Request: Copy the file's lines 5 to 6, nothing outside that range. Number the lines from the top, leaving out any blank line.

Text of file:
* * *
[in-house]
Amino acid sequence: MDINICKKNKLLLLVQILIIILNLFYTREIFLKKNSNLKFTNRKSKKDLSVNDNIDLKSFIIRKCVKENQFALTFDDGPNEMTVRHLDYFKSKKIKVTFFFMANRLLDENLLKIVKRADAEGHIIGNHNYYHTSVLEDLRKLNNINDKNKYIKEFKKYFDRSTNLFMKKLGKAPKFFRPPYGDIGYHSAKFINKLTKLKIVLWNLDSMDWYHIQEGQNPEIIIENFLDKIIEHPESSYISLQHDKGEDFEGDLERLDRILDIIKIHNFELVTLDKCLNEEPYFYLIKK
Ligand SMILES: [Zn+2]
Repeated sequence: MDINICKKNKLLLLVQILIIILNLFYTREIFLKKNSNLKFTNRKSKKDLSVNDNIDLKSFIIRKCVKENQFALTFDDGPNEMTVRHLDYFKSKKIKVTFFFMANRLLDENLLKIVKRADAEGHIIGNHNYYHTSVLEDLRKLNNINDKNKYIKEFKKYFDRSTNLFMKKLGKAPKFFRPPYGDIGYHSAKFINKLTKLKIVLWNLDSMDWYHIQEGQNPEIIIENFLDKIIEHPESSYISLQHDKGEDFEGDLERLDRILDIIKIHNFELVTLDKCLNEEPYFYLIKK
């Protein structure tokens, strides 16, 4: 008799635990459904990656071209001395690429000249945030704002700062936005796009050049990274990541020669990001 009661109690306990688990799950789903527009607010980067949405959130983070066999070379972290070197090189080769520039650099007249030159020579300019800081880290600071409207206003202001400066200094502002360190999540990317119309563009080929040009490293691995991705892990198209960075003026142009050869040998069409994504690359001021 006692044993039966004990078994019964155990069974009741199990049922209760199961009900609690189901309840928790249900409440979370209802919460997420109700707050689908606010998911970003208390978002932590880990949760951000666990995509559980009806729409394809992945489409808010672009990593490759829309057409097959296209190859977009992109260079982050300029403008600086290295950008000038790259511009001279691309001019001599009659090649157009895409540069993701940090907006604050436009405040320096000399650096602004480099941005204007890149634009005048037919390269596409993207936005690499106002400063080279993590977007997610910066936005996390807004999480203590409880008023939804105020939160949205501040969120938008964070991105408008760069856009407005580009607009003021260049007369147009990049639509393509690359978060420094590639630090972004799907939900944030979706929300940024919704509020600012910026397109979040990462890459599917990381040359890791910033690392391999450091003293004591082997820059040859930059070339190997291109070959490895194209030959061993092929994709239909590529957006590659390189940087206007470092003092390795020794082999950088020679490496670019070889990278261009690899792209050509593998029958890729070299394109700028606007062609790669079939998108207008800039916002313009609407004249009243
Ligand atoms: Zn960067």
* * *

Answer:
């Protein structure tokens, strides 16, 4: 008799635990459904990656071209001395690429000249945030704002700062936005796009050049990274990541020669990001 009661109690306990688990799950789903527009607010980067949405959130983070066999070379972290070197090189080769520039650099007249030159020579300019800081880290600071409207206003202001400066200094502002360190999540990317119309563009080929040009490293691995991705892990198209960075003026142009050869040998069409994504690359001021 006692044993039966004990078994019964155990069974009741199990049922209760199961009900609690189901309840928790249900409440979370209802919460997420109700707050689908606010998911970003208390978002932590880990949760951000666990995509559980009806729409394809992945489409808010672009990593490759829309057409097959296209190859977009992109260079982050300029403008600086290295950008000038790259511009001279691309001019001599009659090649157009895409540069993701940090907006604050436009405040320096000399650096602004480099941005204007890149634009005048037919390269596409993207936005690499106002400063080279993590977007997610910066936005996390807004999480203590409880008023939804105020939160949205501040969120938008964070991105408008760069856009407005580009607009003021260049007369147009990049639509393509690359978060420094590639630090972004799907939900944030979706929300940024919704509020600012910026397109979040990462890459599917990381040359890791910033690392391999450091003293004591082997820059040859930059070339190997291109070959490895194209030959061993092929994709239909590529957006590659390189940087206007470092003092390795020794082999950088020679490496670019070889990278261009690899792209050509593998029958890729070299394109700028606007062609790669079939998108207008800039916002313009609407004249009243
Ligand atoms: Zn960067």